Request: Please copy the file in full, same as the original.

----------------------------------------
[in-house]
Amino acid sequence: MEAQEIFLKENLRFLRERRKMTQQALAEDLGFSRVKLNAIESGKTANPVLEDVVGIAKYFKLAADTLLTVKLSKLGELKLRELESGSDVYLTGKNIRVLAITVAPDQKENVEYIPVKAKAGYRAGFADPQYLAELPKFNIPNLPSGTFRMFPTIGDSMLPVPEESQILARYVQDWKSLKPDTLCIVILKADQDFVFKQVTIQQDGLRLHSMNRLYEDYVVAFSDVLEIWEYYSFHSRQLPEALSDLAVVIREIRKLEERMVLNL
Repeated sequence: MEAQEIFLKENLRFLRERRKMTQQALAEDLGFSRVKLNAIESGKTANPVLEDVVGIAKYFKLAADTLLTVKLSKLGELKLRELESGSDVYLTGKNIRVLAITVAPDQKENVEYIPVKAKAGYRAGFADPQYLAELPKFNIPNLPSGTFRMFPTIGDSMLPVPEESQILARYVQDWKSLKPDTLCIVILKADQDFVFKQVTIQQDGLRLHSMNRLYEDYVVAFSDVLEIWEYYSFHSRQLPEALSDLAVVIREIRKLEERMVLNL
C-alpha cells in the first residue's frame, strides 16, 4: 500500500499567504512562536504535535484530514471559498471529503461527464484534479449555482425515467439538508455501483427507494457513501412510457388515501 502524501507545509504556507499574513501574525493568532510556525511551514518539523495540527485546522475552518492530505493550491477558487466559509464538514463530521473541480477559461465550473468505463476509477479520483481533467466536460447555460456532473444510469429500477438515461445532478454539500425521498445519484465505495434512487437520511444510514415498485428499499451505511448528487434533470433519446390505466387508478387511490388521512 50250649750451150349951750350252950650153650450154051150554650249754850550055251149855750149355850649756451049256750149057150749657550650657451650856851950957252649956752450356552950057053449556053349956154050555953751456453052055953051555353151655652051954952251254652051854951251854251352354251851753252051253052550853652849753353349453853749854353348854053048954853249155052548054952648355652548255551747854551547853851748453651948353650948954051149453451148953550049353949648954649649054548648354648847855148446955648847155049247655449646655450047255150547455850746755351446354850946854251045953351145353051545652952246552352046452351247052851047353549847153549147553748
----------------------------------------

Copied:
[in-house]
Amino acid sequence: MEAQEIFLKENLRFLRERRKMTQQALAEDLGFSRVKLNAIESGKTANPVLEDVVGIAKYFKLAADTLLTVKLSKLGELKLRELESGSDVYLTGKNIRVLAITVAPDQKENVEYIPVKAKAGYRAGFADPQYLAELPKFNIPNLPSGTFRMFPTIGDSMLPVPEESQILARYVQDWKSLKPDTLCIVILKADQDFVFKQVTIQQDGLRLHSMNRLYEDYVVAFSDVLEIWEYYSFHSRQLPEALSDLAVVIREIRKLEERMVLNL
Repeated sequence: MEAQEIFLKENLRFLRERRKMTQQALAEDLGFSRVKLNAIESGKTANPVLEDVVGIAKYFKLAADTLLTVKLSKLGELKLRELESGSDVYLTGKNIRVLAITVAPDQKENVEYIPVKAKAGYRAGFADPQYLAELPKFNIPNLPSGTFRMFPTIGDSMLPVPEESQILARYVQDWKSLKPDTLCIVILKADQDFVFKQVTIQQDGLRLHSMNRLYEDYVVAFSDVLEIWEYYSFHSRQLPEALSDLAVVIREIRKLEERMVLNL
C-alpha cells in the first residue's frame, strides 16, 4: 500500500499567504512562536504535535484530514471559498471529503461527464484534479449555482425515467439538508455501483427507494457513501412510457388515501 502524501507545509504556507499574513501574525493568532510556525511551514518539523495540527485546522475552518492530505493550491477558487466559509464538514463530521473541480477559461465550473468505463476509477479520483481533467466536460447555460456532473444510469429500477438515461445532478454539500425521498445519484465505495434512487437520511444510514415498485428499499451505511448528487434533470433519446390505466387508478387511490388521512 50250649750451150349951750350252950650153650450154051150554650249754850550055251149855750149355850649756451049256750149057150749657550650657451650856851950957252649956752450356552950057053449556053349956154050555953751456453052055953051555353151655652051954952251254652051854951251854251352354251851753252051253052550853652849753353349453853749854353348854053048954853249155052548054952648355652548255551747854551547853851748453651948353650948954051149453451148953550049353949648954649649054548648354648847855148446955648847155049247655449646655450047255150547455850746755351446354850946854251045953351145353051545652952246552352046452351247052851047353549847153549147553748